Dolley Madison knew all twelve presidents during her lifetime.13 As someone who personally interacted with figures such as George Washington and Thomas Jefferson, Dolley Madison became an icon of the Founding Era. She even recounted the lives of the Founding Fathers and drew on her own memories and objects associated with them.14 Dolley was not only connected personally to the Founding Fathers, but in American memory as well. Most notably, Dolley Madison is credited with saving the Gilbert Stuart portrait of George Washington during the burning of the White House in 1814, a claim she herself cultivated and promoted throughout her lifetime. When Dolley realized that little could be taken from the home in that moment, she deemed the painting and her husband’s papers worth saving.15 While rescuing presidential correspondence and plans of war protected her husband, Dolley Madison saved the painting of George Washington for all of the American people. At this time in the United States, George Washington was an idolized figure. Mrs. Madison would later remark that she saved the portrait out of “my respect for General Washington.”16 But in this context, the first presidential portrait can be understood as a representation of the American people; if the British captured this painting, then perhaps it was possible for British to regain control over America. Dolley Madison understood the symbolism behind this political dilemma and took action, or so the story goes.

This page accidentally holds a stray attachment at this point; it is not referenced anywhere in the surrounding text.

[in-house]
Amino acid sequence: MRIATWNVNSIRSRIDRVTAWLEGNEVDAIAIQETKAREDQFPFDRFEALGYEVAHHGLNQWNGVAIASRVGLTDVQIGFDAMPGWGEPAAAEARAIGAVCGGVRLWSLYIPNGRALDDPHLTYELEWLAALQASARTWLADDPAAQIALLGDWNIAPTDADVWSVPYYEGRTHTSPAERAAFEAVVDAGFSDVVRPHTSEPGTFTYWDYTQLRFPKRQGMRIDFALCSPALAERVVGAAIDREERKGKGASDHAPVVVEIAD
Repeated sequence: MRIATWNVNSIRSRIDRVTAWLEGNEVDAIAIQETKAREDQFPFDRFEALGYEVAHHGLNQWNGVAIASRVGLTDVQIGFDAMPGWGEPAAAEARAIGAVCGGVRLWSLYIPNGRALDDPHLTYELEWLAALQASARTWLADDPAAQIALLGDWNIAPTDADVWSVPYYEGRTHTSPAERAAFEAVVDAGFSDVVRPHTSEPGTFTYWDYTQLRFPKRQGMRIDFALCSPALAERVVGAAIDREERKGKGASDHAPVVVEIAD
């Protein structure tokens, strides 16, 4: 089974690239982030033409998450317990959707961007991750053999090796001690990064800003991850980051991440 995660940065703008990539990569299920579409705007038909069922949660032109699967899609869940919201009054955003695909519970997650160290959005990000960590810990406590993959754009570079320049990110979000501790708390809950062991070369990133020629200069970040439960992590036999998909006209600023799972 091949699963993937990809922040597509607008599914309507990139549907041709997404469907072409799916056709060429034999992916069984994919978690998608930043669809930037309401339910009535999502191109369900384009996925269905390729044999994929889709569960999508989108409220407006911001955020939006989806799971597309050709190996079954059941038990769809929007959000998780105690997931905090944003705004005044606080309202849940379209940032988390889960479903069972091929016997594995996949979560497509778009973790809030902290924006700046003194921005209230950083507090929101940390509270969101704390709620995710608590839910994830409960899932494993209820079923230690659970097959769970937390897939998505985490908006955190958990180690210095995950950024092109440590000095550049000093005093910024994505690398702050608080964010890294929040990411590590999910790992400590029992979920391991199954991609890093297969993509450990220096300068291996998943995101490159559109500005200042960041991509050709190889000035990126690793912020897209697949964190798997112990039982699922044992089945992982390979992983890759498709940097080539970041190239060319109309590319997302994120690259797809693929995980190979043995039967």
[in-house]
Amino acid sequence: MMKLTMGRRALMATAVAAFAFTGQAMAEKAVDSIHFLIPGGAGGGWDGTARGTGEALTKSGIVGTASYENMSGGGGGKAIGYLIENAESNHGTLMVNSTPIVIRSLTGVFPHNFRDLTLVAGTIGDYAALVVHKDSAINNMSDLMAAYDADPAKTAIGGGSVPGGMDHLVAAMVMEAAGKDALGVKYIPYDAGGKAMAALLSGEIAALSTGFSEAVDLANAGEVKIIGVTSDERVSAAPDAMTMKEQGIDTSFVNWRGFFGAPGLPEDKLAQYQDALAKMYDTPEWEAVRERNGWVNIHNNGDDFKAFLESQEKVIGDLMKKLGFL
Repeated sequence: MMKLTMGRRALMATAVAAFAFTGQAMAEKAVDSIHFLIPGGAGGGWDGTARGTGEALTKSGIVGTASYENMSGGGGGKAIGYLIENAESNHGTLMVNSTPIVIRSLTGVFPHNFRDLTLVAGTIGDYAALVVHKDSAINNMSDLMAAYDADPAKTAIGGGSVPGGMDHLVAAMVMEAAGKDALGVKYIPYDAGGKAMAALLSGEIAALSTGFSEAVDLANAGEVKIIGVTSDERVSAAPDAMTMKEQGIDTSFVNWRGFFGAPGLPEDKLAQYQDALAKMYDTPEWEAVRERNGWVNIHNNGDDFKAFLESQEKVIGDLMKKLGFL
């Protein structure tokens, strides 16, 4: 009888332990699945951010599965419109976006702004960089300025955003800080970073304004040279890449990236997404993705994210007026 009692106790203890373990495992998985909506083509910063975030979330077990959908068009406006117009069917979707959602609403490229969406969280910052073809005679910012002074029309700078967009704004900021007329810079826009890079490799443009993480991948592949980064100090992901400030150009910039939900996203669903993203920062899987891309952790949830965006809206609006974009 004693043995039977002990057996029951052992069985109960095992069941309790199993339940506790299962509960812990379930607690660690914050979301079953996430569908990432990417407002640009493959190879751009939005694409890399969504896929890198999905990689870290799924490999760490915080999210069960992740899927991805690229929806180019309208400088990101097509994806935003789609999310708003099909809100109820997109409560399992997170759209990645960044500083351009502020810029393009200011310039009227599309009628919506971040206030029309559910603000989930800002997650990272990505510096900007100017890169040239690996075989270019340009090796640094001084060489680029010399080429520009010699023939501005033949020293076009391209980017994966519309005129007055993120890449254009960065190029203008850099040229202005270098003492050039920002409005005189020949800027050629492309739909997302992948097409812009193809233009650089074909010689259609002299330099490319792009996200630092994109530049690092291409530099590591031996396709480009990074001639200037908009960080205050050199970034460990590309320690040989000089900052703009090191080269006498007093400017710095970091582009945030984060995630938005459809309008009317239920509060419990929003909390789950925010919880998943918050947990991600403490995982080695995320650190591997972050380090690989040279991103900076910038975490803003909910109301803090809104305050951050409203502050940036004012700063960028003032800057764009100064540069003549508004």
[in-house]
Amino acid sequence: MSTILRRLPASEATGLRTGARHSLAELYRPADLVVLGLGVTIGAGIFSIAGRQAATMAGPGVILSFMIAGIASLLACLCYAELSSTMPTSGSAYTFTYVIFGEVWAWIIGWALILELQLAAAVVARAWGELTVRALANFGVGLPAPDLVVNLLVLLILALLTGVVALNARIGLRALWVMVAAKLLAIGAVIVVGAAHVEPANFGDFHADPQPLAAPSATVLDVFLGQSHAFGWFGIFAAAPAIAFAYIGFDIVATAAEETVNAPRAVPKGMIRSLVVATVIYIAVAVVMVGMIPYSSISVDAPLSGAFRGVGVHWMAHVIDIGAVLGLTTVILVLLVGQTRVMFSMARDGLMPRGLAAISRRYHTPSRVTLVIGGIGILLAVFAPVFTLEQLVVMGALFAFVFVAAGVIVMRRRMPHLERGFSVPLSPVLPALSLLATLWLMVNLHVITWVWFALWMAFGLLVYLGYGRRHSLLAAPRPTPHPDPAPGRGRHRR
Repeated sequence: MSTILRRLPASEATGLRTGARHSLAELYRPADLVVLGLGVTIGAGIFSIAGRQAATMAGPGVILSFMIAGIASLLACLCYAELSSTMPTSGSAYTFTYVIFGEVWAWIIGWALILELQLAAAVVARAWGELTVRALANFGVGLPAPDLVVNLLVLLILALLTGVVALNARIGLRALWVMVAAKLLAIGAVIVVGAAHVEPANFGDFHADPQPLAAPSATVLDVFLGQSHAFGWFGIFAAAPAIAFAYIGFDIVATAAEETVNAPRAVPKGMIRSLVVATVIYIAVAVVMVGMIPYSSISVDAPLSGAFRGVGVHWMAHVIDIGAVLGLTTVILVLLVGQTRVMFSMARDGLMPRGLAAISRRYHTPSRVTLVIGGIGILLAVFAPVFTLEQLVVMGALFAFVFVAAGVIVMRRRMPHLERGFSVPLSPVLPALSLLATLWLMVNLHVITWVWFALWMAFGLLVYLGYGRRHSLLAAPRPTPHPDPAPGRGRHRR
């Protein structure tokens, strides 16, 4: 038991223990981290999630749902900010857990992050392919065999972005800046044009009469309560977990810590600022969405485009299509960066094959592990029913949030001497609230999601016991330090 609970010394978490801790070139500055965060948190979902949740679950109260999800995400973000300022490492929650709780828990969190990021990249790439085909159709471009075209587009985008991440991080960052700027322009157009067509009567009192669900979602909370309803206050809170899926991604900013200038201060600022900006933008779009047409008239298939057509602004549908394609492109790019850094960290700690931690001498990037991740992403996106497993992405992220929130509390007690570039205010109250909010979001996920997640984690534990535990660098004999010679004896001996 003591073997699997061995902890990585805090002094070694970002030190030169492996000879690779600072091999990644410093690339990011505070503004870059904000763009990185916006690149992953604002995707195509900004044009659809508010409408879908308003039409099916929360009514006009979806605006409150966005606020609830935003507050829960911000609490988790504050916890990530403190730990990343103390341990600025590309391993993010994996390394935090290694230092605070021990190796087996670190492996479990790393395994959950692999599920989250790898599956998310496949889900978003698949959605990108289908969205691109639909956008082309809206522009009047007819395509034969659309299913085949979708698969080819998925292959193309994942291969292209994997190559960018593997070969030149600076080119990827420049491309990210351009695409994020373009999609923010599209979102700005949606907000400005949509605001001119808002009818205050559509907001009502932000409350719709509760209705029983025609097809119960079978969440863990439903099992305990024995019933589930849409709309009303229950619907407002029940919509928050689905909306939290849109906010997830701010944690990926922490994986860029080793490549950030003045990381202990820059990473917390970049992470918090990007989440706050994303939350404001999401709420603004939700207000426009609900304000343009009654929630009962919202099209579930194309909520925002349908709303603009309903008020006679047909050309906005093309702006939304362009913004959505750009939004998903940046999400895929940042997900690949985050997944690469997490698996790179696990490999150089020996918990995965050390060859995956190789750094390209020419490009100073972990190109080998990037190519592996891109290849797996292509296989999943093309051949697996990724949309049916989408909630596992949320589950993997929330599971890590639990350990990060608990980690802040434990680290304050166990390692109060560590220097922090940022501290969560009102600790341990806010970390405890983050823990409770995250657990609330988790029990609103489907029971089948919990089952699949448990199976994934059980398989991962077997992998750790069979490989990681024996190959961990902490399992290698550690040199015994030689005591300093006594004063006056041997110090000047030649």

This Gilbert Stuart painting of George Washington was purchased by the federal government and installed in the White House in November 1800. First Lady Dolley Madison's order to save the portrait, along with the actions of those at the President's House, ensured that this valuable artwork survived the burning by the British in 1814.

White House Collection/White House Historical Association

In A Colored Man’s Reminisces of James Madison, Paul Jennings refuted this American lore stating, “This is totally false. She had no time for doing it. It would have required a ladder to get it down …. John Susé [Jean-Pierre Sioussat, the doorkeeper] …. and Magraw, the President’s gardener, took it down and sent it off on a wagon, with some large silver urns and such other valuables as could be hastily got hold of.”17 Yet this version of the story would not have excited Americans in quite the same way. As historian Catherine Allgor noted, “Dolley’s flight from the White House had captured the public imagination, building on her already larger-than-life image.”18 This example of American folklore is comparable with the many myths surrounding George Washington, and stands as a testament to the person Dolley Madison was and how she is remembered in popular memory.